The State Supreme Court has ruled that defendants are not entitled to a caregiver defense if all they do is grow or supply medical marijuana to patients. In the case People v. Mentch (2008), the court ruled: “a defendant whose caregiving consisted principally of supplying marijuana and instructing on its use, and who otherwise only sporadically took some patients to medical appointments, cannot qualify as a primary caregiver.” The court went on to specify: “a defendant asserting primary caregiver status must prove at a minimum that he or she (1) consistently provided caregiving, (2) independent of any assistance in taking medical marijuana, (3) at or before the time he or she assumed responsibility for assisting with medical marijuana.”
COLLECTIVE CULTIVATION & POSSESSION GUIDELINES
Prop 215 allows individual patients and their caregivers to possess and cultivate as much as required for the patient’s own medical use. Because this criterion is vague and open to differing interpretations, it is difficult for patients and police to judge beforehand whether a particular garden is legal. All too frequently, police take a stingy interpretation of the law and bust patients or caregivers for gardens they deem excessive, thus leaving the matter to be settled in court at the defendant’s expense. Courts have ruled that local jurisdictions can ban all medical marijuana cultivation, and although they cannot criminalize personal cultivation, they can levy punitive fines and even place liens on property.
AUMA requires locals to allow six-plant personal gardens (per parcel, not per person), but the law allows locals to drive cultivation indoors or enact “reasonable regulations” on them. A recent case in Fontana helped set what is a reasonable regulation.
Under state law, medical patients or their caregivers may grow an amount required for their medical care, but there has been much backlash over doctors issuing so-called “cultivation certificates” for up to 99 plants (a number arrived at to avoid the mandatory minimum federal sentence of 5 years for 100 plants).
The provision in SB 420 affording legal protection to patient collectives and cooperatives, HSC 11362.775, ended on January 9, 2019. All cannabis collectives must now be licensed, except for individual patient and caregiver gardens serving no more than five patients, provided no money changes hands.
Posssession, sale, distribution and transportation of marijuana, medical or otherwise, remain completely illegal under federal law. Under the U.S. Controlled Substances Act (CSA), marijuana is currently classified as a Schedule I drug, meaning that it has no accepted medical use. In 2001 , the Supreme Court upheld a federal injunction ordering the Oakland Cannabis Buyers Cooperative and five other cannabis clubs to cease operations. The court overturned a Ninth Circuit Court of Appeals ruling that the OCBC was entitled to a “medical necessity” defense for distributing marijuana to its members. The court ruled for the government on the grounds that the CSA; did not allow for a necessity defense for distributors, but left open the question whether individual patients might invoke a necessity defense.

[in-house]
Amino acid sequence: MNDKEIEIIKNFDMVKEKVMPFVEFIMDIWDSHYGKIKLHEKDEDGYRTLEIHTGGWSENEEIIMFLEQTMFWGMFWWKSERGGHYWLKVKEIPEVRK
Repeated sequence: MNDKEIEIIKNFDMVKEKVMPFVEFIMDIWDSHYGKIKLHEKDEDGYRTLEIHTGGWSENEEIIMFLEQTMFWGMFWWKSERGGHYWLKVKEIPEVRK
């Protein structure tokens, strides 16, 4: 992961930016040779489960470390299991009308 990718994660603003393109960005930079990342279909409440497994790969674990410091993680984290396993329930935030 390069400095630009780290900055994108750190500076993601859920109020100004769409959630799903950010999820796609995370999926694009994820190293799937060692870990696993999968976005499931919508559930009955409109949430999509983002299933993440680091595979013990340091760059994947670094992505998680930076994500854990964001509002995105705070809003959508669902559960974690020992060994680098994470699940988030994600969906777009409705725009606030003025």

The Supreme Court turned back a more fundamental challenge to federal law in 2005, when it ruled that the CSA prohibits the private possession and cultivation of marijuana even by individual patients (Gonzalez v Raich). In particular, it reversed a ruling by the Ninth Circuit Court of Appeals which had found that the Congress’ constitutional authority to regulate “interstate commerce” did not extend to patients who grew and possessed their own marijuana at home. Although the Supreme Court in no way invalidated California’s state law on medical marijuana, it affirmed the federal government’s right to treat all marijuana as contraband. In a subsequent case (Raich v Gonzalez, 2007), the 9th Circuit Court of Appeals ruled that patients have no constitutional right to use medical marijuana even when their lives depend on it. In May 2009 the U.S. Supreme Court refused to hear a case from San Diego and San Bernardino counties challening the state ID card program, leaving in place an appeals court ruling upholding the program. That ruling does not overturn Raich.
As a result, medical marijuana remains completely illegal under current federal law. The DEA raided scores of medical marijuana growers, clubs and caregivers; in California since the enactment of Prop. 215, until MAUCRSA and Prop. 64 established licensing rules that conformed with federal law.